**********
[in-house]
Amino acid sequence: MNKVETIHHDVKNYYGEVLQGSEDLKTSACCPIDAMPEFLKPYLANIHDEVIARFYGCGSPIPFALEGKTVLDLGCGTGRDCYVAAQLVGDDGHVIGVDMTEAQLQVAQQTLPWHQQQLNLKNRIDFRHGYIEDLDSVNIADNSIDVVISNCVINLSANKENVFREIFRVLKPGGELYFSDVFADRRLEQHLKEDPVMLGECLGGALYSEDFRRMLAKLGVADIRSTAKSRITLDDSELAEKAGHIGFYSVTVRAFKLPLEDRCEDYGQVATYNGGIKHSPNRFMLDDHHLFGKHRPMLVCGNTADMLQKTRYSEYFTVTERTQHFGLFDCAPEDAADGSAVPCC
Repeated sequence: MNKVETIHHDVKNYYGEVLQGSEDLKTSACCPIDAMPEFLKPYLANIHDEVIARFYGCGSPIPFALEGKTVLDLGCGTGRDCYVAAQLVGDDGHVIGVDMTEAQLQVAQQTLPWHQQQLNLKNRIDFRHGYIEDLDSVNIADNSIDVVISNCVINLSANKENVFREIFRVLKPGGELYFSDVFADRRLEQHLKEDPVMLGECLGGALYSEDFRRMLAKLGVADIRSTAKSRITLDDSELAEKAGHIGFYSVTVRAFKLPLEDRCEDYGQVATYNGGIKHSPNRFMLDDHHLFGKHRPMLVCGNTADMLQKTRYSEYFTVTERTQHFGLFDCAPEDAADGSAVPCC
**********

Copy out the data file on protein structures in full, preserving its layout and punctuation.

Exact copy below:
[in-house]
Amino acid sequence: MNKVETIHHDVKNYYGEVLQGSEDLKTSACCPIDAMPEFLKPYLANIHDEVIARFYGCGSPIPFALEGKTVLDLGCGTGRDCYVAAQLVGDDGHVIGVDMTEAQLQVAQQTLPWHQQQLNLKNRIDFRHGYIEDLDSVNIADNSIDVVISNCVINLSANKENVFREIFRVLKPGGELYFSDVFADRRLEQHLKEDPVMLGECLGGALYSEDFRRMLAKLGVADIRSTAKSRITLDDSELAEKAGHIGFYSVTVRAFKLPLEDRCEDYGQVATYNGGIKHSPNRFMLDDHHLFGKHRPMLVCGNTADMLQKTRYSEYFTVTERTQHFGLFDCAPEDAADGSAVPCC
Repeated sequence: MNKVETIHHDVKNYYGEVLQGSEDLKTSACCPIDAMPEFLKPYLANIHDEVIARFYGCGSPIPFALEGKTVLDLGCGTGRDCYVAAQLVGDDGHVIGVDMTEAQLQVAQQTLPWHQQQLNLKNRIDFRHGYIEDLDSVNIADNSIDVVISNCVINLSANKENVFREIFRVLKPGGELYFSDVFADRRLEQHLKEDPVMLGECLGGALYSEDFRRMLAKLGVADIRSTAKSRITLDDSELAEKAGHIGFYSVTVRAFKLPLEDRCEDYGQVATYNGGIKHSPNRFMLDDHHLFGKHRPMLVCGNTADMLQKTRYSEYFTVTERTQHFGLFDCAPEDAADGSAVPCC